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Journal Articles Anesthesiology Year : 2020

Heart Rate Control during Experimental Sepsis in Mice

Alexandre Bedet
  • Function : Author
Guillaume Voiriot
  • Function : Author
Julien Ternacle
  • Function : Author
Elisabeth Marcos
  • Function : Author
Serge Adnot
  • Function : Author
Armand Mekontso Dessap

Abstract

Abstract Editor’s Perspective What We Already Know about This Topic What This Article Tells Us That Is New Background Tachycardia is a hallmark of sepsis. An elevated heart rate could impair ventricular filling and increase myocardial oxygen demand. β-Blockers and ivabradine (a selective inhibitor of If channels in the sinoatrial node) are both able to control sinus tachycardia, with the latter drug being devoid of negative inotropic effect. This work aimed at assessing the hemodynamic effects of ivabradine as compared with a β-blocker (atenolol) during murine peritonitis. Methods Ivabradine (3 μg/g), atenolol (3 μg/g), or placebo was administered intraperitoneally 2 h after induction of peritonitis (cecal ligation and puncture) in male C57BL6 mice. The authors used invasive (left ventricular catheterization) and noninvasive (transthoracic echocardiography) monitoring to assess hemodynamics 20 h after surgery, including heart rate, blood pressure, left ventricular systolic, and diastolic function (n = 10 mice/group). The authors also assessed overall mortality 30 and 60 h after surgery in a distinct subset of animals (n = 20 mice/group). Descriptive data are presented as median (25th to 75th percentile). Results As compared with placebo (601 beats/min [547 to 612]), ivabradine (447 beats/min [430 to 496]) and atenolol (482 beats/min [412 to 505]) blunted sepsis-induced tachycardia assessed by transthoracic echocardiography in awake animals (P < 0.001 and P = 0.004, respectively). Unlike ivabradine, atenolol reduced cardiac output, systolic blood pressure, and left ventricular systolic function (as assessed by ejection fraction, maximal left ventricular pressure rise, and anterior wall strain rate) as compared with septic mice receiving placebo. There was no difference in survival 60 h after sepsis induction with ivabradine (6 of 20, 30%) or atenolol (7 of 20, 35%), as compared with placebo (5 of 20, 25%; P = 0.224). Conclusions Heart rate control could be similarly achieved by ivabradine or atenolol, with preservation of blood pressure, cardiac output, and left ventricular systolic function with the former drug.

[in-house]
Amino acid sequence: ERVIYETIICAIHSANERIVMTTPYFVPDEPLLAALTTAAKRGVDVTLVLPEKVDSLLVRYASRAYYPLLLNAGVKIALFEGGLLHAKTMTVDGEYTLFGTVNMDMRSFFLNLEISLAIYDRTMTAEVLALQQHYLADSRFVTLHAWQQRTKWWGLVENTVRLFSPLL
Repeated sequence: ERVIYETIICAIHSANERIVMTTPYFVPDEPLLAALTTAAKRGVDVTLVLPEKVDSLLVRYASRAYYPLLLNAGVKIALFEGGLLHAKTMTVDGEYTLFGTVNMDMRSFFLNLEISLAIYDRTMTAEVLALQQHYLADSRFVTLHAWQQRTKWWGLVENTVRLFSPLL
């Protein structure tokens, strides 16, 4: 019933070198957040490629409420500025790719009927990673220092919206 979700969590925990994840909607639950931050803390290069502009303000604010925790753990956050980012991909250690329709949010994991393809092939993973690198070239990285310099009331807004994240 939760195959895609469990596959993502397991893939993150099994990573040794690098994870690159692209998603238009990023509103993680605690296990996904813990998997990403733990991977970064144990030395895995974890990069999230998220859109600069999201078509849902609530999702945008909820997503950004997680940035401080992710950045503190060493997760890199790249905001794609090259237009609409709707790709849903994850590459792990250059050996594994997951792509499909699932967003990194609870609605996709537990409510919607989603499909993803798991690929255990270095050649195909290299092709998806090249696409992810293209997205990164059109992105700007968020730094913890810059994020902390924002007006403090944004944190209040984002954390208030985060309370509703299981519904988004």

Dates and versions

hal-04395680 , version 1 (15-01-2024)

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Alexandre Bedet, Guillaume Voiriot, Julien Ternacle, Elisabeth Marcos, Serge Adnot, et al.. Heart Rate Control during Experimental Sepsis in Mice. Anesthesiology, 2020, 132 (2), pp.321-329. ⟨10.1097/ALN.0000000000003045⟩. ⟨hal-04395680⟩

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